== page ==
A study just released from the Henry Ford Hospital in Detroit, in America shows that women who have diabetes are at greater risk of hearing loss as they get older, especially when their diabetes is not well controlled.
Commonly known complications of diabetes are heart disease, neuropathy and retinopathy. But not many people are aware that dental problems as well as hearing loss can be associated with poorly controlled diabetes. According to the American Diabetes Association people with diabetes are twice as likely to suffer from hearing loss than those that don’t have diabetes and those that suffer with Pre-Diabetes can suffer up to a 30% hearing loss.
Hearing depends on small blood vessels and nerves in the inner ear. Over time, in people with diabetes, high blood glucose levels can damage these vessels and nerves, leading to hearing loss.
The study looked at women between the age of 65-70 years of age and discovered that women whose diabetes was well controlled, had similar hearing to women who had no diabetes in the same age group. It also discovered that women of a younger age group with diabetes were just as likely to suffer from hearing loss as their older counterparts when poorly controlled.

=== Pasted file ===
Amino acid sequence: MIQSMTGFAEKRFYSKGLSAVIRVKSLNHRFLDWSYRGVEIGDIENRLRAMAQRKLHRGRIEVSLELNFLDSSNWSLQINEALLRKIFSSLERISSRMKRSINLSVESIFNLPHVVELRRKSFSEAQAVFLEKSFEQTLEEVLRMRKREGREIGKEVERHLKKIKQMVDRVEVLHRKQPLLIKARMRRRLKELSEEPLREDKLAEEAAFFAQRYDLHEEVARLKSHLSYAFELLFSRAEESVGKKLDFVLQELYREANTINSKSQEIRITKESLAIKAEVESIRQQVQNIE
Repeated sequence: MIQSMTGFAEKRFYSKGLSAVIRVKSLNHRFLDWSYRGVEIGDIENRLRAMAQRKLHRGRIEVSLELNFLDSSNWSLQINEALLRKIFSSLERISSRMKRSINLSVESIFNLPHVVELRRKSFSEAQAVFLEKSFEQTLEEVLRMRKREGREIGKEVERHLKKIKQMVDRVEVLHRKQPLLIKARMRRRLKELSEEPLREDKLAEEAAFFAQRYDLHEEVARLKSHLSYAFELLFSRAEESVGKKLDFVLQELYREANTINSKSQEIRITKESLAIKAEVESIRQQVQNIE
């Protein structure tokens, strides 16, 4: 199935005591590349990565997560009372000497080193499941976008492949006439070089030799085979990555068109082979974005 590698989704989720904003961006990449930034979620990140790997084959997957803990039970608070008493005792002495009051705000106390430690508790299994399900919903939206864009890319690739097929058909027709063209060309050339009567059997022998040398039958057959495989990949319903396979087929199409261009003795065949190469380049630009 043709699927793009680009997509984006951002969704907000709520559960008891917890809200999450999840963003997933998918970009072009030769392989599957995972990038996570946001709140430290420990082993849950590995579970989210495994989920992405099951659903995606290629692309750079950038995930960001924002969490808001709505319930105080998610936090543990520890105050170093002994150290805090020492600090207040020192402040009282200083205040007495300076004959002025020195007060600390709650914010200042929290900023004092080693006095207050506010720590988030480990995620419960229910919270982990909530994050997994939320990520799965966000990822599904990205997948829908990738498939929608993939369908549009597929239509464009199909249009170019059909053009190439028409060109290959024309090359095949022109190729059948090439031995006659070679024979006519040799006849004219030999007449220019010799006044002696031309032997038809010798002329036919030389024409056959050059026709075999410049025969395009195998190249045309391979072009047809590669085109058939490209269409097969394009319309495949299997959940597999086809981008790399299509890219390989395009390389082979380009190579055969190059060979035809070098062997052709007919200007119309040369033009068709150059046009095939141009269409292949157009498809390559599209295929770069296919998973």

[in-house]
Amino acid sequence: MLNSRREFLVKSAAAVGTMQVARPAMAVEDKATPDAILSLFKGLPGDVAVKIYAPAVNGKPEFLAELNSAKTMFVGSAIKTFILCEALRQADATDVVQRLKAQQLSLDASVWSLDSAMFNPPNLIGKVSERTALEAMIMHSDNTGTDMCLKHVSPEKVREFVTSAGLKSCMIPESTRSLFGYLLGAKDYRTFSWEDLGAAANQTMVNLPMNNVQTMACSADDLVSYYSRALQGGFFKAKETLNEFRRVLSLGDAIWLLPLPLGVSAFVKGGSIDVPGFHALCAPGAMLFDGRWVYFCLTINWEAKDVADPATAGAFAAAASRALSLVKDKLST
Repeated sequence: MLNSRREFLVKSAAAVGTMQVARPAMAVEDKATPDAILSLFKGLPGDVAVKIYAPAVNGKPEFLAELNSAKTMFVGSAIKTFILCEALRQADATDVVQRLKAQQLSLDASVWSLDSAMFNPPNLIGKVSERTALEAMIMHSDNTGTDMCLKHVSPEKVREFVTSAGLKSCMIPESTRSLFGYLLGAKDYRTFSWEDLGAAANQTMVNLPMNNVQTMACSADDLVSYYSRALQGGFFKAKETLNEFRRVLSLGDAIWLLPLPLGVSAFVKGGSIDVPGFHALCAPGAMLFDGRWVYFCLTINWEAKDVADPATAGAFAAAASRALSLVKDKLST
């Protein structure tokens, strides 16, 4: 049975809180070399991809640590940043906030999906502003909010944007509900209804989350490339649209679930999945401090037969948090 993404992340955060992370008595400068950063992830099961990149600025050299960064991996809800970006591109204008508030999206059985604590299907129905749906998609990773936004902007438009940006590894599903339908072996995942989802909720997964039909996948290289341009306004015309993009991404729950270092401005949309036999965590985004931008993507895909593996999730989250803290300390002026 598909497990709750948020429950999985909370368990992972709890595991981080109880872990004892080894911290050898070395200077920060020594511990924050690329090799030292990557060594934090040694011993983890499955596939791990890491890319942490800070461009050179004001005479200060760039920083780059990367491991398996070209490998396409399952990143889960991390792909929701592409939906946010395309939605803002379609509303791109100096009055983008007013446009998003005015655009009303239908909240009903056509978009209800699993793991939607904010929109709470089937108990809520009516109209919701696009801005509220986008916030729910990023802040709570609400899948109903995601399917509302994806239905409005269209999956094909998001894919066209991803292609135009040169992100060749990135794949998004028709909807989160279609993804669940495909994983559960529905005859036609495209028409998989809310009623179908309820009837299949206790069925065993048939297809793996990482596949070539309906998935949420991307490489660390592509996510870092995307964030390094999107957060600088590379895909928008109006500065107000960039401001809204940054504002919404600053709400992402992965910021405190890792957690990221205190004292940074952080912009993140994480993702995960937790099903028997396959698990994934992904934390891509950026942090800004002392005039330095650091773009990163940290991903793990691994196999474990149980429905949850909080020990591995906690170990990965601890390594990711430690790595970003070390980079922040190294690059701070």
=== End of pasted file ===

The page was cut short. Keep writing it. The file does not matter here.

Men came out poorly in the study, suffering the most with hearing loss and diabetes, regardless of age.
Your doctor may not always include a hearing test in your diabetes physical examination, so it is important to know the signs of hearing loss.
Common signs of hearing loss include:
•Frequently asking others to repeat themselves
•Trouble following conversations that involve more than two people
•Thinking that others are mumbling
•Problems hearing in noisy places such as busy restaurants
•Trouble hearing the voices of women and small children
•Turning up the TV or radio volume too loud for others who are nearby
If you suspect you have hearing loss, please talk to your diabetes team, so they can refer you to an audiologist for a hearing test. At Diabetes Insight we can refer you to an audiologist by contacting Helena directly on (086) 1739287 &/or email: firstname.lastname@example.org